The world of modern art is at times criticized for a certain reputation of exclusivity and mystery in which the more inaccessible a certain artist or artwork may be, the more valuable and reputable the art becomes. Salvador Dali, the most famed member of the twentieth century avant-garde movement, Surrealism, on the other hand, challenges this perception that artistic creation is a closed-off affair for an elite few. Sure, Dali was no more »
The National Portrait Gallery is currently exhibiting the work of Elaine de Kooning in the show Elaine de Kooning: Portraits, organized by Brandon Brame Fortune, the Portrait Gallery’s chief curator and senior curator of painting and sculpture. Elaine was an active member of the Abstract Expressionists in New York, a group known for a style defined by vivid colors, spontaneity and emotive strokes of thick, layered paint on monumental canvases. She married more »
This post was written by Adrian Vaagenes, intern in the National Museum of American History Library. One of the things that’s wonderful about a library is the chance it provides to get lost down a rabbit hole, to discover something or someone you never heard about before, and bring it back up to light. One such rabbit hole I discovered last week started while shelving books at the National Museum of American more »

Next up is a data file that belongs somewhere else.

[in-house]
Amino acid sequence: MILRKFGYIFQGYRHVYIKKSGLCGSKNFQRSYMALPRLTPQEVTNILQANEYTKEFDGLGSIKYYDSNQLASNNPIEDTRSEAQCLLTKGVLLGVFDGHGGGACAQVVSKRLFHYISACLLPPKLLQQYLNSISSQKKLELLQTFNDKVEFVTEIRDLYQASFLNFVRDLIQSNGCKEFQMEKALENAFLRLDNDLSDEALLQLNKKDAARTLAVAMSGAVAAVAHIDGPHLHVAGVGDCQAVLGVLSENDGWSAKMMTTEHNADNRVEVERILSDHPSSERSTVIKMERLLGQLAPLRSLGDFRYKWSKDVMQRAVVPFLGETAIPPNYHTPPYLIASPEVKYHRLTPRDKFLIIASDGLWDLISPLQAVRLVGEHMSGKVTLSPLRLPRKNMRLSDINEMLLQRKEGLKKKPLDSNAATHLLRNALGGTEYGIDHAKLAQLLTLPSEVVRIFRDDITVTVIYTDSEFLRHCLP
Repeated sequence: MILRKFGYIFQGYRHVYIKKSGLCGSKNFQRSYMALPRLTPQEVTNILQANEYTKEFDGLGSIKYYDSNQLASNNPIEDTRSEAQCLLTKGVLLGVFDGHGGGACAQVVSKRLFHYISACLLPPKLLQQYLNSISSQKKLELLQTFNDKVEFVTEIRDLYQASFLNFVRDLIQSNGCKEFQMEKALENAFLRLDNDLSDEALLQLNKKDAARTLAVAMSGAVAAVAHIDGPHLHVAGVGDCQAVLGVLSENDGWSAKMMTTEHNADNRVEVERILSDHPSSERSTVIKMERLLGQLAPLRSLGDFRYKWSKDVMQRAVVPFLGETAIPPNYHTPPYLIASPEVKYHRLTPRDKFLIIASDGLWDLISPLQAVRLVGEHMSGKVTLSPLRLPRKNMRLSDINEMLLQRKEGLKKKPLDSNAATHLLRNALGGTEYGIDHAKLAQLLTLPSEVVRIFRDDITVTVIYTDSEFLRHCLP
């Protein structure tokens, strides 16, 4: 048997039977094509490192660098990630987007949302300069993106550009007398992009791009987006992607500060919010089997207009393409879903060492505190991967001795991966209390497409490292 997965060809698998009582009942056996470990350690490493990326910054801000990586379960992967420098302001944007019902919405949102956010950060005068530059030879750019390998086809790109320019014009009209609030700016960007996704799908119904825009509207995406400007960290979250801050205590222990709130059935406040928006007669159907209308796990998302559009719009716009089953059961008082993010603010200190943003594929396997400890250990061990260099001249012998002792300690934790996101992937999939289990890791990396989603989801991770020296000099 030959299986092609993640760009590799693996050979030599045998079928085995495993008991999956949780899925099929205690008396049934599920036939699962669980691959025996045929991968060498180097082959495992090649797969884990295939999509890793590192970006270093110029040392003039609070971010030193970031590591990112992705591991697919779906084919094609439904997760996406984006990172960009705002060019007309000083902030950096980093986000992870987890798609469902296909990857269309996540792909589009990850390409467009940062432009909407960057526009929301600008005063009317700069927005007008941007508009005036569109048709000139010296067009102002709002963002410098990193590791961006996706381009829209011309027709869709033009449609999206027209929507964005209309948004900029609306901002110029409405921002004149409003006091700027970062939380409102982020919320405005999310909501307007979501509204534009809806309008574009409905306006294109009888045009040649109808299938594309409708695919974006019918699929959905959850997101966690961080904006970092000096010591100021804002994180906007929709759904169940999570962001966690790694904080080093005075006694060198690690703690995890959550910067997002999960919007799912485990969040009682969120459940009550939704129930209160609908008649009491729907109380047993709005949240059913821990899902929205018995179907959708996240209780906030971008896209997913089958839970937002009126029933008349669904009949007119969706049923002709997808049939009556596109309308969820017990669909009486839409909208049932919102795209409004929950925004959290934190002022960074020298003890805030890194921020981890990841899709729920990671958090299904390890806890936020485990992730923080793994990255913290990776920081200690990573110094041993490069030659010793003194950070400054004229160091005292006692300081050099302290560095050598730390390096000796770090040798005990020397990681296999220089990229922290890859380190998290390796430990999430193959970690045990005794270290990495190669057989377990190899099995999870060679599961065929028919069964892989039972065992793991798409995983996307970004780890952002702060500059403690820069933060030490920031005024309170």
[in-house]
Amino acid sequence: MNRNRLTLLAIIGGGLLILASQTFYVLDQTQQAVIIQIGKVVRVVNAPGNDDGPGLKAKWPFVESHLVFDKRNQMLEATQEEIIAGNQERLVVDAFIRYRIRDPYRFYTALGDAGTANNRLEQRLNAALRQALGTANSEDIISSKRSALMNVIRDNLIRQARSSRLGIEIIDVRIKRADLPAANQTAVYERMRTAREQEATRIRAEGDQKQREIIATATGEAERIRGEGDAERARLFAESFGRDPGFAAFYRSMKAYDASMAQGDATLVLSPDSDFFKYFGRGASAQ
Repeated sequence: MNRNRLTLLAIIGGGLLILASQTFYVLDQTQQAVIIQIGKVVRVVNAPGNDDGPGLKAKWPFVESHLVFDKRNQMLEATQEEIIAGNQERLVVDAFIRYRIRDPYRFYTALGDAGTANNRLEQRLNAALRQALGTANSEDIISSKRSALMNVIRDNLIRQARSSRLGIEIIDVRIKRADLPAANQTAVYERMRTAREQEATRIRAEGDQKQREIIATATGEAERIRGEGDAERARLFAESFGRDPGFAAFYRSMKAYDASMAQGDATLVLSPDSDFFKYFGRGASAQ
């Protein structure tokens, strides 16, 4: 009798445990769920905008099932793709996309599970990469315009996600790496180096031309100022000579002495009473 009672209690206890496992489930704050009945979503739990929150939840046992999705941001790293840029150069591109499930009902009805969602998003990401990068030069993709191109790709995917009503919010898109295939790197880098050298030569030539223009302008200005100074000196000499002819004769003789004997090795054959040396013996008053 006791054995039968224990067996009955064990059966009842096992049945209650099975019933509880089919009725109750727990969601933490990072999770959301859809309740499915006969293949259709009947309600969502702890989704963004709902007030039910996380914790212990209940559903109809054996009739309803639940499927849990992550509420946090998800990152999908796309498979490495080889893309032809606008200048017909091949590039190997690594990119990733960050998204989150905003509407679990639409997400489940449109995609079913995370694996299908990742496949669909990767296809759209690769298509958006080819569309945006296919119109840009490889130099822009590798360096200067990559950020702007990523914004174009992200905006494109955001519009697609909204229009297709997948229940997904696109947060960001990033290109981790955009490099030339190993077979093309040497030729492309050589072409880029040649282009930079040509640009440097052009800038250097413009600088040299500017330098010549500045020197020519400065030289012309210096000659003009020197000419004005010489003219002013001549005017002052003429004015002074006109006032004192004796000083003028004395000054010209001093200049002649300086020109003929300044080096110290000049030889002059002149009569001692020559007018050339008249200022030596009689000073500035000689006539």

Almost a year ago, the Libraries celebrated “Museum Cat Day”, a social media celebration of cat-related objects in museums which was organized by Culture Themes. To see the Libraries’ contributions to Museum Cat Day, check out our Storify account of the action. On the anniversary of such a fun social media event, we take a look at more cats in art! This post was contributed by Ria Witteman, intern at the American more »
The inescapable question for any college senior is always some variation of “So, graduation is coming up soon, what you plan on doing with your future?” It seems that all other conversation topics must make way to this frightening yet incredibly relevant question.
Charles Gibson (1867-1944) is one of the best known illustrators of the Gilded Age primarily due to his creation, the Gibson Girl, who became an icon of American beauty. As an illustrator he was talented in depicting relationships between men and women and submitted illustrations to such magazines as Harper’s Weekly, Life, and Harper’s Monthly. In 1890 he introduced a modernized beautiful female character with upswept hair, fashionable clothes, and imbued with more »
The Catesby Commemorative Trust launched the publication of The Curious Mister Catesby with a program at the National Museum of Natural History this past April. Smithsonian Libraries’ own Leslie Overstreet, a contributor to these various perspectives on Mark Catesby’s The natural history of Carolina, Florida and the Bahama islands (London, 1729-1747), spoke on that work’s long, complicated printing history. Another speaker, E. Charles Nelson, presented his research into the naturalist’s biography. His more »
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